Putting the stadium there would give UNLV something it has long desired: an on-campus football facility for the Rebels. That’s a selling point that can’t be overlooked. But the site’s proximity to McCarran may be an insurmountable obstacle. Rosemary Vassiliadis, the airport’s director of aviation, told the infrastructure committee that an interlocal contract from 1996 restricted building heights in that area. Backers would need to work around that, and any other airport-related concerns, to make this site viable.
UNLV — Trop-42
Size: 42 acres
As the first specific location discussed publicly for the stadium project, UNLV’s 42 acres on Tropicana Avenue near Koval Lane seemed like the front-runner for a while. Just like the Thomas & Mack site, the location would put the stadium right at UNLV, bringing the football team and the game day experience directly to campus.
It’s also not that far from the Strip and, if traffic issues were resolved, the land’s proximity to McCarran could be a selling point, too. The site would be easily reachable for locals, students and tourists alike. Monday’s presentation said more space was available for parking and tailgating, too.
But the so-called Trop-42 is less than a half-mile from the end of two major airport runways, and that’s become a major sticking point. Most significantly, two executives from Southwest Airlines recently signed a letter to the chairman of the Clark County Commission saying the airline was “extremely concerned” about putting the stadium there.
Southwest’s letter referenced safety concerns about “video boards and signage, light displays, fireworks, helicopters and drones.” The letter said a stadium on that site would also get in the way of next-generation arrival procedures under development. And executives said they “must oppose this site due to vehicle gridlock alone.”
After Southwest’s letter came out, executives from Sands and Majestic each said Trop-42 was still on the table. If no creative fixes to Southwest’s concerns can be found, though, it does not not appear likely to be the ultimate site.
“Fertitta site” (Wild Wild West)
Size: 100 acres
Station Casinos’ vast off-Strip site on West Tropicana currently includes the Wild Wild West casino and a lot of other land nearby. Like the Russell site, it’s conveniently located just across I-15 from the Strip — but even closer to the center of the action. It’s also a relatively direct drive down Tropicana to the airport.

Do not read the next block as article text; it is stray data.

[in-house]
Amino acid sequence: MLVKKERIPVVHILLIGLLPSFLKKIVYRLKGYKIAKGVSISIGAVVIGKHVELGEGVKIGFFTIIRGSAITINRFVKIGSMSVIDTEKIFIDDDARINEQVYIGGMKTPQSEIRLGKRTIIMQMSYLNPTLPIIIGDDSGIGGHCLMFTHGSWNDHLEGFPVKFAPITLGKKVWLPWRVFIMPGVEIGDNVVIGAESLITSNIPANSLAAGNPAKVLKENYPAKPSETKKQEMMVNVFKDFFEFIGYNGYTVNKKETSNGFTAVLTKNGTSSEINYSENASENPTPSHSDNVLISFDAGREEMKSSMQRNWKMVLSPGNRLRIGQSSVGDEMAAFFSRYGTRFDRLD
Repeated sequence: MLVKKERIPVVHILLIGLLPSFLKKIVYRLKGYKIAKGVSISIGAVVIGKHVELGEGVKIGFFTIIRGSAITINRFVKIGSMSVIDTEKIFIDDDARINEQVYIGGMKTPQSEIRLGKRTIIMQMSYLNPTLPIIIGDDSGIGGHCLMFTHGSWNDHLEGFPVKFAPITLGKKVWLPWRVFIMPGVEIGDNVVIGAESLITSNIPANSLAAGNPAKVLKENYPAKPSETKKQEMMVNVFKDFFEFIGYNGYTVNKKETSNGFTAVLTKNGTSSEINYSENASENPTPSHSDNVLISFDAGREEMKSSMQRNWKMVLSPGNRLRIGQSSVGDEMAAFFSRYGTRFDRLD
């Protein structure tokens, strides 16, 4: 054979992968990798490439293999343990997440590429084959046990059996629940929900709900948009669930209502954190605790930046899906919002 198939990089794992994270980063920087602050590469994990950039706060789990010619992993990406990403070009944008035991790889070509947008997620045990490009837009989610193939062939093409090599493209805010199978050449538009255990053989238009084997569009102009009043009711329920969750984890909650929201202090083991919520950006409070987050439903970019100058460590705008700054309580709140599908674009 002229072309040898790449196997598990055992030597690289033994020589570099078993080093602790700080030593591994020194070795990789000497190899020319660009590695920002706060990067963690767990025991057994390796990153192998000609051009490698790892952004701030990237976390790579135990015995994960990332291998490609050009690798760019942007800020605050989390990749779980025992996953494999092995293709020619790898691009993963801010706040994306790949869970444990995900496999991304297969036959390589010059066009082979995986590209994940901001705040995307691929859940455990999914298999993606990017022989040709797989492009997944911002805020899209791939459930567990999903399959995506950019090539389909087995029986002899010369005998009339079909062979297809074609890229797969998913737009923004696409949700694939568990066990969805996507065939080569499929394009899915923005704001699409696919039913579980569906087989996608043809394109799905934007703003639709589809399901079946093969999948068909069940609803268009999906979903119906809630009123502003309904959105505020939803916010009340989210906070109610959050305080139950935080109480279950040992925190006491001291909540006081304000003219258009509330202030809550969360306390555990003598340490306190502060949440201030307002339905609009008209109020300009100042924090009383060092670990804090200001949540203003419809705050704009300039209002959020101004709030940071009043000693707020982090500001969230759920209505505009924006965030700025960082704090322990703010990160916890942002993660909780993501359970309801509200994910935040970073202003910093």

Frank and Lorenzo Fertitta, the brothers behind Station, once had grand visions of building a $10 billion resort complex called Viva on the Wild Wild West site. Those plans never came to fruition, but a Station executive has said the company was open to a deal for using part of that land for a stadium. Monday’s presentation noted, however, that backers still needed to determine exactly how much of the 100 acres was available.
While ripe with opportunity, the Wild Wild West site does present some big obstacles.
Even on a normal day with no stadium there, the intersection of Tropicana and I-15 can easily become a traffic nightmare. That’s certainly an issue that officials would work to address, and it’s a big one. Also, it’s not as if it’s a huge plot of vacant land like some of the other sites under consideration — the site would have to be cleared in order to build a stadium there.
Wynn golf course
Size: 139 acres
The expansive golf course behind Wynn Las Vegas and Encore brings with it a lot of benefits. First, at more than 130 acres, it’s huge. It’s also directly behind a major Strip resort and situated right on Paradise Road near the Las Vegas Convention Center — and a direct drive to the airport.
But Wynn Resorts Chairman and CEO Steve Wynn has other plans for the golf course land: That’s where he wants to develop his big Paradise Park project, which would include a huge lagoon, a 1,000-room hotel tower, a boardwalk, meeting space and more. A Wynn Resorts spokesman has said there would be ample room for both a stadium and Paradise Park, but it’s not clear how many acres would be devoted to each. Traffic is likely to be a big concern as well.
Size: 47 acres